{[ promptMessage ]}

Bookmark it

{[ promptMessage ]}

PCM-Lecture02-History-of-Management

PCM-Lecture02-History-of-Management - Project and...

Info iconThis preview shows pages 1–15. Sign up to view the full content.

View Full Document Right Arrow Icon
Project and Construction Management Lecture #02 A Brief History of Management Luis A. Prieto-Portar, 2010.
Background image of page 1

Info iconThis preview has intentionally blurred sections. Sign up to view the full version.

View Full Document Right Arrow Icon
A Brief Timeline of Management - Sumerians - The Tower of Babel; - Writing (circa 5,000 BC); - The first known building code Lipit-Ishtar, in Nippur in present day Iraq, and written between 1,868 -1,857 BC. - Egyptians - The Pyramids (2,589 – 2,566 BC); - Authority, responsibility and, specialization. - Babylonians - The Hanging Gardens of Babylon; - The Building Code of Hammurabi (1,792-1,750 BC ); - Control and responsibility. - Chinese - Large cities on the shores of the Yang-Tse River; - Mencius (500 BC); - Teamwork and specialists. - Greeks - Temples of marble and the first City States; - Plato, Socrates (350 BC); Alexander the Great (330 BC); - Organization of society, warfare and the concept of staff officers; - Romans - Highways, bridges, aqueducts, the perfected arch, domes, cement; - Clearly defined education and duties of military engineers (“ ingenium ”).
Background image of page 2
Babylon’s Hanging Gardens was one of the Seven Wonders of the ancient world, circa 1,750 BC.
Background image of page 3

Info iconThis preview has intentionally blurred sections. Sign up to view the full version.

View Full Document Right Arrow Icon
The Temple to Athenea in Greece, 427 BC.
Background image of page 4
An artist’s view of Rome’s Forum.
Background image of page 5

Info iconThis preview has intentionally blurred sections. Sign up to view the full version.

View Full Document Right Arrow Icon
The Pantheon. This was the world’s largest dome up to the Twentieth Century.
Background image of page 6
Today’s view of the Via Appia at Capua, close to Pompeii (east of present day Napoli). This Roman road is still in use after 2,050 since first built.
Background image of page 7

Info iconThis preview has intentionally blurred sections. Sign up to view the full version.

View Full Document Right Arrow Icon
The Roman bridge at Córdoba crosses the Guadalquivir (“great river” in Arabic) and was part of the Vía Augusta, that extended 2,500 km from Narbonne (France) to Cádiz (Spain) on the Atlantic Ocean.
Background image of page 8
The largest Roman aque- duct was at Segovia, Spain. Built with granite blocks without mortar, it is 800 m long and 30 m high. It was built in 41 AD and stills supplies water to Segovia.
Background image of page 9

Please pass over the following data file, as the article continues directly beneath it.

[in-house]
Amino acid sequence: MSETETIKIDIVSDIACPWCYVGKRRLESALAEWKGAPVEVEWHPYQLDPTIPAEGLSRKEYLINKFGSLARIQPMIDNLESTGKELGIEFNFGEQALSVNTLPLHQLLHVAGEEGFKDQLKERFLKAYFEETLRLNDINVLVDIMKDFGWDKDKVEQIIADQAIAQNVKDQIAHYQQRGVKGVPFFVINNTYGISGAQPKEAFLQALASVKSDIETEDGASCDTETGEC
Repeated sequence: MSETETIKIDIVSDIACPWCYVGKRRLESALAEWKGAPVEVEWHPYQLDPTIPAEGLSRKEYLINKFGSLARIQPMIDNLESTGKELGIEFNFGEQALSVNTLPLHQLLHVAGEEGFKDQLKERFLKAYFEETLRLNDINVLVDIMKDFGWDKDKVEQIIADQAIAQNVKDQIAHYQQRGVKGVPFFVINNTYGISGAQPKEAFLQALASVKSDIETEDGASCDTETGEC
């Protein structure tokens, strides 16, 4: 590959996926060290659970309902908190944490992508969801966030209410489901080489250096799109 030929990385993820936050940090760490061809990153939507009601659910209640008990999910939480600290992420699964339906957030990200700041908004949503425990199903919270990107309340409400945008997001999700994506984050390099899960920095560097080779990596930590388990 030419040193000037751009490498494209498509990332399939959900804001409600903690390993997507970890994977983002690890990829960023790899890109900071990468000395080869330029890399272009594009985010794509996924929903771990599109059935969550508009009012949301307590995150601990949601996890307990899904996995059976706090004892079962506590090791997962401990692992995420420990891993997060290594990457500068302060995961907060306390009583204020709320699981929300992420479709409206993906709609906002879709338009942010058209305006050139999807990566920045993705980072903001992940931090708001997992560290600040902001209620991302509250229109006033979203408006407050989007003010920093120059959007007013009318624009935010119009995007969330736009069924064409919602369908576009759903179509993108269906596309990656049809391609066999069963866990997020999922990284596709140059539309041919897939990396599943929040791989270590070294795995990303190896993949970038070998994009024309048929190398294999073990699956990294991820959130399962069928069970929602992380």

Info iconThis preview has intentionally blurred sections. Sign up to view the full version.

View Full Document Right Arrow Icon
Background image of page 10
1340 - Fr. L. Paciolli : invents the double-entry book-keeping method of accounting. 1370 - Heinrich von Wych invents the clock in Paris, thus permitting the accurate measurement of work and the management of time. The Renaissance - Machiavelli (16 th Century political historian); City States; - Mass consent, cohesive leadership, the will to survive. 1780 - Adam Smith (1723 - 1790) economic theory; - Resource-allocation, production, and pricing issues. 1785 - Thomas Jefferson : Concept of inter-changeable parts. 1805-1809 - Eli Whitney (1765-1825), James Watt (1736-1819), and Matthew Boulton (1728-1809); inventors of standardization, quality-control procedures, cost-accounting, interchangeability of parts, and work-planning. 1881 - The first business school: Wharton at the University of Pennsylvania. 1911 - Frederick Taylor (1856-1915): “Principles of Scientific Management” means that knowledge can be reduced into laws, rules, formulas and procedures. 1911 - Frank and Lillian Gilbreth (1915-1920): wrote “ Motion Study” and in 1919 the couple wrote “Applied Motion Study”. They are known as the creators of Time and Motion Studies.
Background image of page 11

Info iconThis preview has intentionally blurred sections. Sign up to view the full version.

View Full Document Right Arrow Icon
The Factory System of Management were created by Eli Whitney (1765-1825), James Watt (1736 - 1819), and Matthew Boulton (1728 - 1809) when they developed the elements of technical production such as standardization, quality-control procedures, cost-accounting, interchangeability of parts, and work-planning.
Background image of page 12
Background image of page 13

Info iconThis preview has intentionally blurred sections. Sign up to view the full version.

View Full Document Right Arrow Icon
In 1911, Frederick Taylor , became known as the “Father of Scientific Management”. He published
Background image of page 14
Image of page 15
This is the end of the preview. Sign up to access the rest of the document.

{[ snackBarMessage ]}